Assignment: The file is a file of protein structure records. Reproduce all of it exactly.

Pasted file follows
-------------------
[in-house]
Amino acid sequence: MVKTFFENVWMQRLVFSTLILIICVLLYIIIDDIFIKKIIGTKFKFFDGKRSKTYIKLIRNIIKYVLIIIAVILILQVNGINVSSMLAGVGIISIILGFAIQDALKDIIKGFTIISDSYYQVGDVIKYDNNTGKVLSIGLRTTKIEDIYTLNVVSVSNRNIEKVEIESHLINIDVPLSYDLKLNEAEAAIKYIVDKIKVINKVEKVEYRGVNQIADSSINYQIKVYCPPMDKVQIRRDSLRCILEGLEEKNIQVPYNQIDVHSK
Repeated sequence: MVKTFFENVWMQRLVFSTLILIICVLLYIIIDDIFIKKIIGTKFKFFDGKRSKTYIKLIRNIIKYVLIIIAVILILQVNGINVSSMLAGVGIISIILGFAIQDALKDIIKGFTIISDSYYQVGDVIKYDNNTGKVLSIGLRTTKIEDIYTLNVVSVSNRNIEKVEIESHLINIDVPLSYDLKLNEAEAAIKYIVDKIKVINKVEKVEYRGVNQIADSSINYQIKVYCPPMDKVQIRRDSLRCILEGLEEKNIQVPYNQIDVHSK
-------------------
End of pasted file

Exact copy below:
[in-house]
Amino acid sequence: MVKTFFENVWMQRLVFSTLILIICVLLYIIIDDIFIKKIIGTKFKFFDGKRSKTYIKLIRNIIKYVLIIIAVILILQVNGINVSSMLAGVGIISIILGFAIQDALKDIIKGFTIISDSYYQVGDVIKYDNNTGKVLSIGLRTTKIEDIYTLNVVSVSNRNIEKVEIESHLINIDVPLSYDLKLNEAEAAIKYIVDKIKVINKVEKVEYRGVNQIADSSINYQIKVYCPPMDKVQIRRDSLRCILEGLEEKNIQVPYNQIDVHSK
Repeated sequence: MVKTFFENVWMQRLVFSTLILIICVLLYIIIDDIFIKKIIGTKFKFFDGKRSKTYIKLIRNIIKYVLIIIAVILILQVNGINVSSMLAGVGIISIILGFAIQDALKDIIKGFTIISDSYYQVGDVIKYDNNTGKVLSIGLRTTKIEDIYTLNVVSVSNRNIEKVEIESHLINIDVPLSYDLKLNEAEAAIKYIVDKIKVINKVEKVEYRGVNQIADSSINYQIKVYCPPMDKVQIRRDSLRCILEGLEEKNIQVPYNQIDVHSK